Bulgaria has lowest consumption per capita in EU – Eurostat

Bulgaria has lowest consumption per capita in EU – Eurostat

Sofia, June 16, 2015/ Independent Balkan News Agency

By Clive Leviev-Sawyer of The Sofia Globe

Bulgaria ranks lowest among European Union member countries in actual individual consumption (AIC) per capita, a measure of the material wealth of households, EU statistics office Eurostat said on June 16 2015.

Citing figures for 2014, Eurostat said that Bulgaria’s actual individual consumption was about 49 per cent of the EU average.

Second lowest was Romania, at 55 per cent of the EU average, and Croatia, at 59 per cent.

Eurostat also gave figures for would-be EU countries, of which one – Turkey – ranked higher than Bulgaria, at 57 per cent, while Montenegro matched Bulgaria at 49 per cent.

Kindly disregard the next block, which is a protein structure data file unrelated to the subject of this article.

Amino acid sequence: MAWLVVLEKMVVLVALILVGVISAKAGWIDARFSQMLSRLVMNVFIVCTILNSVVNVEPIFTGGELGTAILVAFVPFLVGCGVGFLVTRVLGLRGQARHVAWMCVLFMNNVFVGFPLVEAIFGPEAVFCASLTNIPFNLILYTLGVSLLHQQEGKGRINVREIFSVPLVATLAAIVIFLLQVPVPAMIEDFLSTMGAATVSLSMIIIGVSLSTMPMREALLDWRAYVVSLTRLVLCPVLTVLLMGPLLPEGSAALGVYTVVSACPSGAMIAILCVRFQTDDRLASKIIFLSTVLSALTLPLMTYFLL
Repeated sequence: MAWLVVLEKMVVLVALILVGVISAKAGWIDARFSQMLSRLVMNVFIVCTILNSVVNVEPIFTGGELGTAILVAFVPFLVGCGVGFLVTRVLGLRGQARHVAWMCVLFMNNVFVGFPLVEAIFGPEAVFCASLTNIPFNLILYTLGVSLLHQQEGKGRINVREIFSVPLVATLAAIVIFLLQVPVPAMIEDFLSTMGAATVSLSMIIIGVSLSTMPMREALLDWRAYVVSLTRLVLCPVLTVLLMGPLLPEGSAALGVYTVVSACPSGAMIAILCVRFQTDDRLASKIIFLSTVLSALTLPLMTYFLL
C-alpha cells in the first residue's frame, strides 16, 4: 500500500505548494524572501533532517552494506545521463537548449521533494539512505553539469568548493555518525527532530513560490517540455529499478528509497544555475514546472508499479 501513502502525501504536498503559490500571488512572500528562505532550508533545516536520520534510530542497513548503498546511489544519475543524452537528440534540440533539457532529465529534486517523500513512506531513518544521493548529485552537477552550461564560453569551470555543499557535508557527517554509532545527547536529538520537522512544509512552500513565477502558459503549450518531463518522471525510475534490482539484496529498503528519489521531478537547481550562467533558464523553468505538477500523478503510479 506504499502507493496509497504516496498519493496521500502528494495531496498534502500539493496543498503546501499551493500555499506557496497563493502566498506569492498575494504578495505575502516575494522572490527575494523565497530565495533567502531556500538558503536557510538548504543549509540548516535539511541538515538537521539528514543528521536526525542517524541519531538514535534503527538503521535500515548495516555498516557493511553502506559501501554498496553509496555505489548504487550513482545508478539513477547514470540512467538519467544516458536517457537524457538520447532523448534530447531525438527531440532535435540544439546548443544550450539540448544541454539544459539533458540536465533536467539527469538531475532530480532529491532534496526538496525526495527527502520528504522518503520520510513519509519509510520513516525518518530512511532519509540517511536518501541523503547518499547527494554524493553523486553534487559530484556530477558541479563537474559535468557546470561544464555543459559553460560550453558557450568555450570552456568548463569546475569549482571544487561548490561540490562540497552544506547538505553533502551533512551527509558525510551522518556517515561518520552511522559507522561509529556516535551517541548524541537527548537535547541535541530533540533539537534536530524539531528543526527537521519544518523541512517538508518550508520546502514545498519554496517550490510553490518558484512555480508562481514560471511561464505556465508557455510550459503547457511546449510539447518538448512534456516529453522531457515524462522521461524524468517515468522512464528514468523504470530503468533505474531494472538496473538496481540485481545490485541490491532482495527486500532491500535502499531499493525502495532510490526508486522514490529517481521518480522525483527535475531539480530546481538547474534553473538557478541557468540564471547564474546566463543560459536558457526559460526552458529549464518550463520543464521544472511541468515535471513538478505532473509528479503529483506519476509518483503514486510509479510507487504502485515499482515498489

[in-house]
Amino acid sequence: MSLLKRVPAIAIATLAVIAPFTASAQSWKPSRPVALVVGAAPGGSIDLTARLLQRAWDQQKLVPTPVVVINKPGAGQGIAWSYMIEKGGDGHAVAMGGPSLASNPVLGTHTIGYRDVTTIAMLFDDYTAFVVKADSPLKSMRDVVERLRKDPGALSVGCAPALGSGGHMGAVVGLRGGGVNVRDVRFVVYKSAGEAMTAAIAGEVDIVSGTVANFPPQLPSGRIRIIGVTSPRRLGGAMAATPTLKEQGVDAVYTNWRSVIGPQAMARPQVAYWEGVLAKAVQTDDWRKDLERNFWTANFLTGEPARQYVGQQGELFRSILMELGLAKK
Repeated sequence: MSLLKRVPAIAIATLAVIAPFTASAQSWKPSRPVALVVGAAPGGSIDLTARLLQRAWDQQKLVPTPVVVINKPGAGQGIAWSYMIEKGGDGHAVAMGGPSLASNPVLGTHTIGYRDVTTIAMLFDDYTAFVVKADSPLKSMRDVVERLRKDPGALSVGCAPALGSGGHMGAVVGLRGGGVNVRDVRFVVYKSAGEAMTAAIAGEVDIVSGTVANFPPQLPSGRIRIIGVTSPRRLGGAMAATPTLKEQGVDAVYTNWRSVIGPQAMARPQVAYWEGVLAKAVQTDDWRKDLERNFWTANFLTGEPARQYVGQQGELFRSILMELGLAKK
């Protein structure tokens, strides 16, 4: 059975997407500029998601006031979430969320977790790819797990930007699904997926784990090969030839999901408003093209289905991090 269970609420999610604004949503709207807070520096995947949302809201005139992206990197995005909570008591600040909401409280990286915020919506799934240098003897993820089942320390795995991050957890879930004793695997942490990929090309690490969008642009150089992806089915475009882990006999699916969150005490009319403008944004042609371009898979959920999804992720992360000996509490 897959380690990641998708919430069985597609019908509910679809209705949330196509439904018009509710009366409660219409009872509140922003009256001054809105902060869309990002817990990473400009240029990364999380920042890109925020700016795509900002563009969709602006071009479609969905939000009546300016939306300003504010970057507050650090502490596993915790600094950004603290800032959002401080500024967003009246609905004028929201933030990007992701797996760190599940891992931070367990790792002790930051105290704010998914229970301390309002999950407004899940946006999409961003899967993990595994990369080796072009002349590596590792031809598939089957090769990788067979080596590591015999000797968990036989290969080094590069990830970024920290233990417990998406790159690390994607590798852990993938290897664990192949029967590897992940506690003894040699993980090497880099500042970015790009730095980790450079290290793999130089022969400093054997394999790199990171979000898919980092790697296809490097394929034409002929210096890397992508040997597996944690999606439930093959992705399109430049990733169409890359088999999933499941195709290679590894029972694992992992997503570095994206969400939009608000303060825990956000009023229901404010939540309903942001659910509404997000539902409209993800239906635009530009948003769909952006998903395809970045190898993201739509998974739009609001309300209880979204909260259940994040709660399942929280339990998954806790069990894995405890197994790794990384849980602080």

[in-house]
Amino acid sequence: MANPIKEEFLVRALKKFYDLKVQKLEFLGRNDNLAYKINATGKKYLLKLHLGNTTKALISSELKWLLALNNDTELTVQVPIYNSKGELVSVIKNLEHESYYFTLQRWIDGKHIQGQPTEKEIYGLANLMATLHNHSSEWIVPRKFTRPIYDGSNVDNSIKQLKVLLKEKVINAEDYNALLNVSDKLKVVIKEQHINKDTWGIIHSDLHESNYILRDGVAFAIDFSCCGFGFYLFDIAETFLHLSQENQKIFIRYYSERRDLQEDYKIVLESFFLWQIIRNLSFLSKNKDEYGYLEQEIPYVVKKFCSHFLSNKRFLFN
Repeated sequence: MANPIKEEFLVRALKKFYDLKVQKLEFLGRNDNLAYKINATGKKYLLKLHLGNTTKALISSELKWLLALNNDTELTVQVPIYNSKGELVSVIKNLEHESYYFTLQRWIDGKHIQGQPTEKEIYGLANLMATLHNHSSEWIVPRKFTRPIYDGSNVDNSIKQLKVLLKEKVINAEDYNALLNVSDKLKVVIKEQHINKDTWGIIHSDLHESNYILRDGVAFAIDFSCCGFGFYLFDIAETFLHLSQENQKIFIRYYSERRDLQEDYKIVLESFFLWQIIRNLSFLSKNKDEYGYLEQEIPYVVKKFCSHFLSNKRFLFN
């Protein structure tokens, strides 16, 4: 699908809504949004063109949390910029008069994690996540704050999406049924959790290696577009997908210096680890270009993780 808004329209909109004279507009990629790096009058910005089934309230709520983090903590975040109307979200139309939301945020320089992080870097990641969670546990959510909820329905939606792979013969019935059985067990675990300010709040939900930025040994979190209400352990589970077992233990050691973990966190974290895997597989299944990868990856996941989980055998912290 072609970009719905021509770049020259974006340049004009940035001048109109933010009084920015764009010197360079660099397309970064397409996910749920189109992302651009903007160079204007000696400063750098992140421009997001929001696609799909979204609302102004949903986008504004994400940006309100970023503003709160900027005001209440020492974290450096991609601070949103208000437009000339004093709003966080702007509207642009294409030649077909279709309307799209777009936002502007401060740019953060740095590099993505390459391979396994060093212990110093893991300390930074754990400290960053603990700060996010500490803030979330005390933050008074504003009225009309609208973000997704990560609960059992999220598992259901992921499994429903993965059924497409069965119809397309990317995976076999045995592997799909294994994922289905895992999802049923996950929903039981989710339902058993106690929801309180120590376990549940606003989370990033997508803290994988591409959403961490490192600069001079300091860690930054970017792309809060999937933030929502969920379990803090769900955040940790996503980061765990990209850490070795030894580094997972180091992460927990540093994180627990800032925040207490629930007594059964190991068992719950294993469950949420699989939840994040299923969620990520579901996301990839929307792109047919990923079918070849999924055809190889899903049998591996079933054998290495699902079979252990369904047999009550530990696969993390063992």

Serbia was at 44 per cent of the EU average, Macedonia 40 per cent, Albania 34 per cent and Bosnia and Herzegovina at 37 per cent.

Eurostat said that, based on first preliminary estimates for 2014, AIC per capita expressed in Purchasing Power Standards (PPS) varied from 49 per cent to 140 per cent of the European Union (EU) average across the EU member states.

Ten EU countries recorded AIC per capita above the EU average in 2014.

The highest level in the EU was recorded in Luxembourg, 40 per cent above the EU average.

Germany and Austria were more than 20 per cent above. They were followed by Denmark, Belgium, Sweden, the United Kingdom, Finland, France and the Netherlands which all recorded levels between 10 per cent and 15 per cent above the EU average.

AIC per capita for 12 EU member states lay between the EU average and 30 per cent below.

In Italy, Ireland, Cyprus and Spain, the levels were 10 per cent or less below the EU average, while Greece, Portugal and Lithuania were between 10 per cent and 20 per cent below.

Malta, the Czech Republic, Poland, Slovenia and Slovakia were between 20 per cent and 30 per cent below the average.

Six member states recorded AIC per capita more than 30 per cent below the EU average. Estonia, Latvia and Hungary were between 30 per cent and 40 per cent below.